Oncology Central

Researchers target cancer cell ‘fuel tank’

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Researchers from the University of Manchester (UK) have begun targeting the ‘fuel’ within cancer stem cells in order to combat tumor recurrence and resistance.

Cancer stem cells, or tumor-initiating cells, are responsible for the generally low success rate of cancer treatments; they are distinctly difficult to eliminate and the survival of cancer stem cells post treatment drives tumor recurrence, spread and, eventually, treatment failure.

The scientists, associated with the Manchester Cancer Research Centre (UK), explored the role of mitochondria within cells in the laboratory, aided by the new Manchester Centre for Cellular Metabolism (UK). They found that mitochondria play a particularly important role in the rapid growth and survival of cancer stem cells, which could eventually lead to treatment resistance.

The investigation was originally carried out using breast cancer stem cells in vitro, but was validated using human breast cancer stem cells taken from patients. The research team examined the cellular proteins and, in both cases, recorded 62 mitochondrial-related proteins with significantly increased levels. Fuels such as ketone and L-lactate were pinpointed as being particularly crucial; these proteins have previously been linked to tumor growth.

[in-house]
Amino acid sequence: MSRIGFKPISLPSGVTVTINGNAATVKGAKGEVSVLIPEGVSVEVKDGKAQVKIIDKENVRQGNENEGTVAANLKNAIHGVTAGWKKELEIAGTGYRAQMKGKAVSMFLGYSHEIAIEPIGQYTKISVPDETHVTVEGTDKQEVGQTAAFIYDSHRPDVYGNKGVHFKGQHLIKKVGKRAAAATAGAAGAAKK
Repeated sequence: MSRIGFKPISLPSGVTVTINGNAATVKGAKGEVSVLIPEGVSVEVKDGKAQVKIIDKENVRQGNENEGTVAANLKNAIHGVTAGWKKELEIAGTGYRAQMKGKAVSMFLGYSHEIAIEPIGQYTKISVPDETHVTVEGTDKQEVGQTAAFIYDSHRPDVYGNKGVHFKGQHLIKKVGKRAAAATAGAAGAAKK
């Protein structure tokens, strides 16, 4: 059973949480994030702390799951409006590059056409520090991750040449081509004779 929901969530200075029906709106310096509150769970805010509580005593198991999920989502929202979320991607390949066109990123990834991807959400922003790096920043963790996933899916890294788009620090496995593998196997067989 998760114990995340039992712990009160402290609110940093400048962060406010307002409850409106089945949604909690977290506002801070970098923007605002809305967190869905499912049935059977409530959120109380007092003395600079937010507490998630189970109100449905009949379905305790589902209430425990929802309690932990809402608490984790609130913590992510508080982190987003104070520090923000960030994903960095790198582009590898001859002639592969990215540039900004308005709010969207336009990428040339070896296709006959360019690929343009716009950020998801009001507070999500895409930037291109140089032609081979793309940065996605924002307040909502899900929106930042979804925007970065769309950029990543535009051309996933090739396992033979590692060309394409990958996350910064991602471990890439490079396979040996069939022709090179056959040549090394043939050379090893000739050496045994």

Lead researcher Michael P Lisanti (Breakthrough Breast Cancer Unit, UK) explained the findings: “Essentially mitochondria are the ’engines’ of cancer stem cells and ketone and L-lactate are the high octane fuels, which promote cancer growth. This is one of the first times that the actions of mitochondria in cancer stem cells have been fully appreciated and the results suggest new ways in which we can drain the fuel tank – restricting cancer’s ability to come back after treatment.”

Cancer Research UK are currently undertaking trials using MCT inhibitors, which also target cancer cell mitochondria, raising hopes for new avenues of treatment. Nell Barrie (Cancer Research UK) reported: “Blocking cancer cells’ ability to generate the energy they need to grow and divide is an exciting new avenue for future cancer treatments. This research suggests that MCT inhibitors may be particularly effective against breast cancer ‘stem cells’ that can resist other treatments, and could prevent the cancer from coming back — but further work is needed to find out if these drugs can help patients. Cancer Research UK is funding trials of these drugs in a range of cancer types.”

Research team member Frederica Sotgia highlighted the obstacles facing this work: “Targeting the mitochondria is difficult because of potential side effects, but, if these trials prove successful, then it represents an exciting new way to treat a large number of different cancer types.”

Matthew Lam (Breakthrough Breast Cancer) provided a future perspective: “Whilst further investigation beyond the lab is needed to test the validity of these findings, this is promising work because in effect the team used one of the unique properties that cancer stem cells have against them. Secondary breast cancer is responsible for all deaths from the disease and we know that cancer stem cells play an important role in its development. If we are going to out-smart cancer once and for all in the future, every step taken towards finding new ways to prevent it from spreading and becoming life threatening will be an important one.”

Source: The University of Manchester press release

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